Human Case of West Nile Virus Reported in Lake County
LAKEPORT, CA (July 30, 2014) – A Lake County resident has tested positive for West Nile virus (WNV). In addition, eighteen mosquito samples and five dead birds have been found infected with WNV this year in Lake County.
“West Nile virus activity is higher than it was a year ago at this time. With the hot days and nighttime lows in the upper 60s, conditions are perfect for the virus to continue multiplying,” said Jamesina Scott, Ph.D., District Manager and Research Director of the Lake County Vector Control District. “Mosquitoes develop faster in the heat, so it’s important for residents to drain any standing water in their yards where the mosquitoes can develop.”
Five human cases of West Nile virus infection have been detected in Lake County since 2004; the last human case was in 2012. Statewide, 35 California counties have detected WNV this year, mainly in mosquitoes and dead birds. Nineteen other human cases have been reported in California this year.
While less than one percent of individuals (about 1 in 150 people) infected with West Nile virus will develop severe illness from West Nile virus infection, the disease can cause symptoms that can last for several weeks, and neurologic effects can be permanent. In some individuals, the infection can be fatal. People over age 50 and diabetics are at risk for the more severe forms of the disease.
“Our goal in Lake County is to keep West Nile Virus illness in humans as close to zero as possible,” says Lake County Health Officer, Dr. Karen Tait. “Prevention of mosquito bites is how this illness is avoided. People need to consistently take precautions. We are fortunate to have a strong partnership between Public Health and Lake County Vector Control District, which helps us identify and intervene in areas of increased West Nile Virus activity.”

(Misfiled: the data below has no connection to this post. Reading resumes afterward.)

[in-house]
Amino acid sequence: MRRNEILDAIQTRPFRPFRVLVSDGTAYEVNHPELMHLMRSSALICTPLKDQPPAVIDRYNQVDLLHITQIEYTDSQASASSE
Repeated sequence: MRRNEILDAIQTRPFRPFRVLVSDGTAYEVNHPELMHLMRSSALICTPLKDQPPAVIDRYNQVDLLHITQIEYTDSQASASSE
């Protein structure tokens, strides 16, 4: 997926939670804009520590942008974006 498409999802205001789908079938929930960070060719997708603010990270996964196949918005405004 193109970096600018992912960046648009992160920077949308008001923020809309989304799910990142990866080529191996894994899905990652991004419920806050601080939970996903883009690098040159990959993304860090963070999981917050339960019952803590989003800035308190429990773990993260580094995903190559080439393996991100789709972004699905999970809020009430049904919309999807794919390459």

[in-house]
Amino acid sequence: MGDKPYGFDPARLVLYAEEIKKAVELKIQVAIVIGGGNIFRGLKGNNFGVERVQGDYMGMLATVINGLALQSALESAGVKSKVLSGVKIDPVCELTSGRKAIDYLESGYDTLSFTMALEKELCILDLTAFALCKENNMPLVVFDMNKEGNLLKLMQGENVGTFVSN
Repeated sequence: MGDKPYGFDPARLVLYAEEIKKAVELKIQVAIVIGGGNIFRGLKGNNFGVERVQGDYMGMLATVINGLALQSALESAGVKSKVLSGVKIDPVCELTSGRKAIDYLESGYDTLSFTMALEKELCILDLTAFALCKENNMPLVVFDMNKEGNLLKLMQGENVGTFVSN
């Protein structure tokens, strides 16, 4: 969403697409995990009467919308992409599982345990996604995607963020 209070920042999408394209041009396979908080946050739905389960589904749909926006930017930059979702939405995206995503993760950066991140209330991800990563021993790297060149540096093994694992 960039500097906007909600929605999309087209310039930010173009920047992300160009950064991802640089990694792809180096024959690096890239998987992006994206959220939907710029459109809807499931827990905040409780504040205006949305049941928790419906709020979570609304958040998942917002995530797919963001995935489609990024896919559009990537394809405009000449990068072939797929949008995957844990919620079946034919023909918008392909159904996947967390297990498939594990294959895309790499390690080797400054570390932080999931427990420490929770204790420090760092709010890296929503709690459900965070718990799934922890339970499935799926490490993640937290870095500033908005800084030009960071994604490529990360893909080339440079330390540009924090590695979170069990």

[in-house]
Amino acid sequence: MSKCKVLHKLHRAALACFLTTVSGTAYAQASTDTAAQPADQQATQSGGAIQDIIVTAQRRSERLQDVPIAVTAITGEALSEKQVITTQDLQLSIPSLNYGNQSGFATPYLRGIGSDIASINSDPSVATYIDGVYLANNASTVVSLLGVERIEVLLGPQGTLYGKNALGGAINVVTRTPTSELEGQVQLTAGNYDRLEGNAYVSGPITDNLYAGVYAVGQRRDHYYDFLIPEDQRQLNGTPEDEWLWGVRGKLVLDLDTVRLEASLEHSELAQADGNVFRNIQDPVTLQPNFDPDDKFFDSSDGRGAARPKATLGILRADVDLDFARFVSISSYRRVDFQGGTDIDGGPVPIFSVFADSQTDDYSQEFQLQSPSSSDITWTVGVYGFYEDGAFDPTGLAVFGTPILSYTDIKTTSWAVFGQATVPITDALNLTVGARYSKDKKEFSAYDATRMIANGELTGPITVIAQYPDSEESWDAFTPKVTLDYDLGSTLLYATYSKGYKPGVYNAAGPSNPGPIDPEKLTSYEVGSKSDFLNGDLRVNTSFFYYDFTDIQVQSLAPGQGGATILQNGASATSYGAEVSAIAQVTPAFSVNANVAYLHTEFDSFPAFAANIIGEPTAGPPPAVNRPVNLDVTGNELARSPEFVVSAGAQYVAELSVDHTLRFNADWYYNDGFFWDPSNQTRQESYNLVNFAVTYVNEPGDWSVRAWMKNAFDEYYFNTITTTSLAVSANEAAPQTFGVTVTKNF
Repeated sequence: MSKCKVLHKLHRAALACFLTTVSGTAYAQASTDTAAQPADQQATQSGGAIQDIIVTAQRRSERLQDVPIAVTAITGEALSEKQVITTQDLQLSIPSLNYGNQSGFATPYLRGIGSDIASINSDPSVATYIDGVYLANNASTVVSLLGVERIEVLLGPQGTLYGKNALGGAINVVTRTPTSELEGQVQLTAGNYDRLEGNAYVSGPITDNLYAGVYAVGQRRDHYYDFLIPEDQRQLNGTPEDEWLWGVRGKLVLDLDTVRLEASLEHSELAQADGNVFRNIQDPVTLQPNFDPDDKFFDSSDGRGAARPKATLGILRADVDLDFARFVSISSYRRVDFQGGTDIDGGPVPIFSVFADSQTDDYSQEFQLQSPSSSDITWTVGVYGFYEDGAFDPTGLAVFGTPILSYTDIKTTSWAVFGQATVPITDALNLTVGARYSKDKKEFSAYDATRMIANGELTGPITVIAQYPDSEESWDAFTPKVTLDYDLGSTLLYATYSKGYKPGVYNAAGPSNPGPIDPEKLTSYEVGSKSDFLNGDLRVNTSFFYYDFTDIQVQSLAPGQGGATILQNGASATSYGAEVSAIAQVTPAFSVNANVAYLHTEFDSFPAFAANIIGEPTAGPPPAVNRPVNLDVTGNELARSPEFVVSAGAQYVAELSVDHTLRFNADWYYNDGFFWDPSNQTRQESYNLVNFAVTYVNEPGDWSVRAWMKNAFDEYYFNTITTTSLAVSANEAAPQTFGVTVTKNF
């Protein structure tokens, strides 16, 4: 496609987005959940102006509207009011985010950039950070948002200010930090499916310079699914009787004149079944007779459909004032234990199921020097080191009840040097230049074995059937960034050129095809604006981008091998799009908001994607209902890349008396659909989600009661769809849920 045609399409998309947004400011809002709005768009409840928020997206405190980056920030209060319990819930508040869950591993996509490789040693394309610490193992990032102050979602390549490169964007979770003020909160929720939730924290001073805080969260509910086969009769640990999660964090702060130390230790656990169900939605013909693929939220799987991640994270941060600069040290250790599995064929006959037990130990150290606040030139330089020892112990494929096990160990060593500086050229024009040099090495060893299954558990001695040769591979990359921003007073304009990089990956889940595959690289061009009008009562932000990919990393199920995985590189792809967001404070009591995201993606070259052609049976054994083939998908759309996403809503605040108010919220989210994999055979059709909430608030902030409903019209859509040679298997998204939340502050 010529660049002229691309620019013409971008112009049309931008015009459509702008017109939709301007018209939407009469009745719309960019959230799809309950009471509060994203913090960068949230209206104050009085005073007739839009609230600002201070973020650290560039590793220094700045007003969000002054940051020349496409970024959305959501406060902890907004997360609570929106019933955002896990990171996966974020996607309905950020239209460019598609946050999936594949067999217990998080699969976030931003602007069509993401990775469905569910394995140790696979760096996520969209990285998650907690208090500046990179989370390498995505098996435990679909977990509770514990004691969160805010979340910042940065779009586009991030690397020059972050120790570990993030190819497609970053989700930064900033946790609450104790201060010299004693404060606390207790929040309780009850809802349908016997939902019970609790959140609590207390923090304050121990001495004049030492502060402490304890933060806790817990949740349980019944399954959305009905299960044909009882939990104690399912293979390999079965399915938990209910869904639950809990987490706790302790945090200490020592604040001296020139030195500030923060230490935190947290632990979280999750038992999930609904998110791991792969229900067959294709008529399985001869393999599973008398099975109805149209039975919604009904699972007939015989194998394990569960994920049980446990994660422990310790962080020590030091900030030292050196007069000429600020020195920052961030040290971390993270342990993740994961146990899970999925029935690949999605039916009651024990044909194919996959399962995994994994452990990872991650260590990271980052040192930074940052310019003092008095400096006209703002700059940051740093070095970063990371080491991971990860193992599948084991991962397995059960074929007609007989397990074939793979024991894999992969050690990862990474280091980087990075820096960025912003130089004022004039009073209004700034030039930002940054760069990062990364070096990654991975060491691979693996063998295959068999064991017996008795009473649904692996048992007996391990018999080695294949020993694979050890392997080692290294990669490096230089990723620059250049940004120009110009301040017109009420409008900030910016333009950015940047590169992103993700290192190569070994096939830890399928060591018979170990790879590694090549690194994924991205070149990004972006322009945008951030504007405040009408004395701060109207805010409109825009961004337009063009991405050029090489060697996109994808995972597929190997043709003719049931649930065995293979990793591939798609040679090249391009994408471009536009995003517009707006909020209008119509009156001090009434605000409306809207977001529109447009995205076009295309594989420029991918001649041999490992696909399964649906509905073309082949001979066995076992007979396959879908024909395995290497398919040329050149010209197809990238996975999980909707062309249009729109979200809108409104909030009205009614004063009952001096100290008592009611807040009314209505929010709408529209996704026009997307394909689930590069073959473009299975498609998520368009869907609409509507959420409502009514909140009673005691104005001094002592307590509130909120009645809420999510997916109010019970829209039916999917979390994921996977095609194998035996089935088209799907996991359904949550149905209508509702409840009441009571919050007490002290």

“We are continuing to test mosquitoes and dead birds throughout the county” said Dr. Scott. “We are looking for standing water where the mosquitoes develop and working with property owners to drain the water when possible, or using mosquito-eating fish or biorational larvicides to prevent new mosquitoes from emerging.”
To reduce your risk of mosquito bites and West Nile virus:
- Drain any standing water that may produce mosquitoes.
- Defend yourself and your home by using an effective insect repellent, dressing protectively when outside, and making sure screens on doors and windows are in good condition.
- Contact the District for any additional help controlling mosquitoes around your home.
Common mosquito sources in Lake County include out-of-service swimming pools and spas, animal watering troughs, ornamental ponds, and other sources of standing water. The District has free mosquito-eating fish to control mosquitoes in these sources.
Residents are encouraged to contact the District to report neglected pools, request service for mosquito problems, or to get mosquito fish at 263-4770 or to fill out a service request online at www.lcvcd.org.
For more information about West Nile virus, visit http://www.westnile.ca.gov/. Information about mosquito repellents can be found on the US Centers for Disease Control and Prevention website at http://www.cdc.gov/westnile/faq/repellent.html.